Recently, I have been struggling to deal with, to talk about, and to understand the Israeli/Palestinian crisis in the Middle East. I have felt a lot of pain and a lot of anger. Not only at the conflict, but at my seeming inability to have any recourse to have my voice heard.  I have tried to work my way through some discussions on Facebook about this topic, but they always seem to end in gridlocked, polarized, and intractable monologues. I find myself very eager to assert my opinion in the beginning (backed by righteous self-affirmation), but after the arguing continues, I become weary, and I cannot find the energy to keep up.

This week, I was involved in one particularly exciting back-and-forth about the crisis in the Middle East. When I became weary of the debate, I logged off Facebook and I turned to YouTube. I decided to revisit my favorite lecture (as I often do when my frustration with the world mounts). While this lecture has nothing to do with the Israeli/Palestinian crisis directly, it touches on some very basic and shared issues of human co-existence. It is this lecture that I want to share with you today. As you will see, I have posted a link to it below.

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Multiculturalism Needs to Work: Public Historians of Color

Mining the Public

During my oral exam (the final step in completing my Masters program), my adviser/program director asked me: “Do you think it matters that you’re an African-American public historian?” Before he could barely ask the question I knew where he was going and it had been something in the back of my mind for nearly a year by that time. In an explosion of anticipation, I quickly and loudly said “Yes!” I had a lot to say on the subject. Well that already seems like it was long ago and now I’m officially done with my Masters degree in public history.

Today, public history tends to be sensitive to those it serves and their diversity. Attempts to be inclusive seem to increase every year. During my studies, I learned about indigenous curation which applies the source culture’s reverence and attitude to their objects in museums. In other words: Hidatsa ritual objects…

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Public History Has Revisionist Roots, and the NYT Is ON IT

This post is part of a series from Loyola public historians attending NCPH 2014.

The public historians assembled here in sunny Monterey spent their first day and a half covering what has become familiar yet still challenging ground for those of us in the profession. In round-tables, poster sessions, panel sessions, and working groups, they swapped insights on the cultural work that goes into interpreting an increasingly inclusive past to a likewise increasingly diverse public. The sessions I have attended include those about museum exhibits “co-created” with community members, the latest in attempts to interpret slavery at historic sites, my own working group about innovative reuse of “less-than-charismatic” structures, and sustaining public history though community engagement. Implicit in all these topics is the internalized impact of social history and the commitment to embracing marginalized voices—-both historical and contemporary. I actually feel that this laudable aspect of public history has become a little too familiar for practitioners, maybe even sometimes taken for granted. I’m certain that the social and even activist history ethic undergirds the projects highlighted thus far in Monterey. But I still crave even more forceful, direct, and critical expressions of public history work as ‘on a mission,’ for lack of better phrase.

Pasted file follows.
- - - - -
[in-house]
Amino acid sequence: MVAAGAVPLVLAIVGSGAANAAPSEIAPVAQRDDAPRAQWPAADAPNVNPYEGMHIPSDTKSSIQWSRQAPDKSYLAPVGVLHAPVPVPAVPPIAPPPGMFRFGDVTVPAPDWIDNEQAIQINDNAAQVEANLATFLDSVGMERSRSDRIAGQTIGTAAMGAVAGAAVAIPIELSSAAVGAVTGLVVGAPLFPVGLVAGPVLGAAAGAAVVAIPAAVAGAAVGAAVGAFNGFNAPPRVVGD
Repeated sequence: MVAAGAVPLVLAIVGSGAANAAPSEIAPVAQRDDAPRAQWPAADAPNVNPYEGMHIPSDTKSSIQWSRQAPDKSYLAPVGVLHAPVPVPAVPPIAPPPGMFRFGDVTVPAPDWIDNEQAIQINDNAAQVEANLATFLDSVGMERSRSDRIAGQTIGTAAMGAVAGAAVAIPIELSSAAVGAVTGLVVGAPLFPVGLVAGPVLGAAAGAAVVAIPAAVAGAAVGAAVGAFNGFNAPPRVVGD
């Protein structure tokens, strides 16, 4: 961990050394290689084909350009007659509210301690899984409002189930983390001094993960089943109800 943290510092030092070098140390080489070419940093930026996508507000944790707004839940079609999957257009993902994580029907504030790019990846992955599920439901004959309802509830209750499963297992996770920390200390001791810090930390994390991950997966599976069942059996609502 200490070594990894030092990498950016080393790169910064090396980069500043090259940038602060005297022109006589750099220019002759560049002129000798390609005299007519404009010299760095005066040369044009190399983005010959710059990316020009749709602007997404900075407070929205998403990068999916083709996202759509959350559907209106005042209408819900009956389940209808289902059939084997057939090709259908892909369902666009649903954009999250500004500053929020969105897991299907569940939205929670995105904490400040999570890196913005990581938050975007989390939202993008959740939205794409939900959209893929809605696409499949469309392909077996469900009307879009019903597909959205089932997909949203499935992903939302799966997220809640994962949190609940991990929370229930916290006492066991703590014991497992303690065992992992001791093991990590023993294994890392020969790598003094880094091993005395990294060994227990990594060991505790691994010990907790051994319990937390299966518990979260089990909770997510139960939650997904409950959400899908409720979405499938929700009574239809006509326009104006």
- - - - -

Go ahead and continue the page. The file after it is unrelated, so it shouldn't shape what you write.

So imagine how surprised I was to read that, according to the New York Times, museums have generally gone too far in exploring diverse, contested, and contradictory themes. Edward Rothstein’s “New Insights into History May Skew the Big Picture” deserves a much fuller take-down than I care to provide at this time (and I hope that many of us currently here in Monterey will get home, unpack, and take up that very task). But suffice to say Rothstein’s synthesis of gripes about major exhibits is vague, myopic, and intellectually sloppy. The closest he comes to coherently expressing his critique is a passage that could have been ripped from a disgruntled letter to the editor circa 1995 circa Smithsonian circa Enola Gay exhibit.